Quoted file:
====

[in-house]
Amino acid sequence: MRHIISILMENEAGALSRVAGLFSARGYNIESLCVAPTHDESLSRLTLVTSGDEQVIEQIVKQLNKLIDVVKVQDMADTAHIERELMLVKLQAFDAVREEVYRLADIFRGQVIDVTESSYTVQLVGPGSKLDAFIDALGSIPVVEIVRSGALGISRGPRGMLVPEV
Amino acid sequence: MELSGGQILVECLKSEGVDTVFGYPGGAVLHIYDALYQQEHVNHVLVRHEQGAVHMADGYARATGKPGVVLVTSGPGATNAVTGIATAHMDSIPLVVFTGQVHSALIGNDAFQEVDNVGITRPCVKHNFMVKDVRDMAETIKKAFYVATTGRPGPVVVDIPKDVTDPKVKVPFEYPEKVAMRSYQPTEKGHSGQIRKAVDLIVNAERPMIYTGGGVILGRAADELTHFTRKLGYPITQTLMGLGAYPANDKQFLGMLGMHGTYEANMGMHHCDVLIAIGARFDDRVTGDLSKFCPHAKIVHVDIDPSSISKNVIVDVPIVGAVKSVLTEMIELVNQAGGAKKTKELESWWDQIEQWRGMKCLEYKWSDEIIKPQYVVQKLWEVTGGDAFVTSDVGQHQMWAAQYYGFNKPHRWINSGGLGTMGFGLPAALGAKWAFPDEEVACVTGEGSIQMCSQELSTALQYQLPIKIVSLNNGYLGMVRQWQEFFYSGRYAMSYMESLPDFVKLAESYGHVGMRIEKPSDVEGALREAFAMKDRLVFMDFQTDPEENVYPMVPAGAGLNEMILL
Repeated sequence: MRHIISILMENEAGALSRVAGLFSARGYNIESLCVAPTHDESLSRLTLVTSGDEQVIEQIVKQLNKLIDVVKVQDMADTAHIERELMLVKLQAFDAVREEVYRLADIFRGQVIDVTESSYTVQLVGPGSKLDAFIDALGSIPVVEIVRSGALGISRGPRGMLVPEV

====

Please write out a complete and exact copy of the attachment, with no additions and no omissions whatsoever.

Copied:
[in-house]
Amino acid sequence: MRHIISILMENEAGALSRVAGLFSARGYNIESLCVAPTHDESLSRLTLVTSGDEQVIEQIVKQLNKLIDVVKVQDMADTAHIERELMLVKLQAFDAVREEVYRLADIFRGQVIDVTESSYTVQLVGPGSKLDAFIDALGSIPVVEIVRSGALGISRGPRGMLVPEV
Amino acid sequence: MELSGGQILVECLKSEGVDTVFGYPGGAVLHIYDALYQQEHVNHVLVRHEQGAVHMADGYARATGKPGVVLVTSGPGATNAVTGIATAHMDSIPLVVFTGQVHSALIGNDAFQEVDNVGITRPCVKHNFMVKDVRDMAETIKKAFYVATTGRPGPVVVDIPKDVTDPKVKVPFEYPEKVAMRSYQPTEKGHSGQIRKAVDLIVNAERPMIYTGGGVILGRAADELTHFTRKLGYPITQTLMGLGAYPANDKQFLGMLGMHGTYEANMGMHHCDVLIAIGARFDDRVTGDLSKFCPHAKIVHVDIDPSSISKNVIVDVPIVGAVKSVLTEMIELVNQAGGAKKTKELESWWDQIEQWRGMKCLEYKWSDEIIKPQYVVQKLWEVTGGDAFVTSDVGQHQMWAAQYYGFNKPHRWINSGGLGTMGFGLPAALGAKWAFPDEEVACVTGEGSIQMCSQELSTALQYQLPIKIVSLNNGYLGMVRQWQEFFYSGRYAMSYMESLPDFVKLAESYGHVGMRIEKPSDVEGALREAFAMKDRLVFMDFQTDPEENVYPMVPAGAGLNEMILL
Repeated sequence: MRHIISILMENEAGALSRVAGLFSARGYNIESLCVAPTHDESLSRLTLVTSGDEQVIEQIVKQLNKLIDVVKVQDMADTAHIERELMLVKLQAFDAVREEVYRLADIFRGQVIDVTESSYTVQLVGPGSKLDAFIDALGSIPVVEIVRSGALGISRGPRGMLVPEV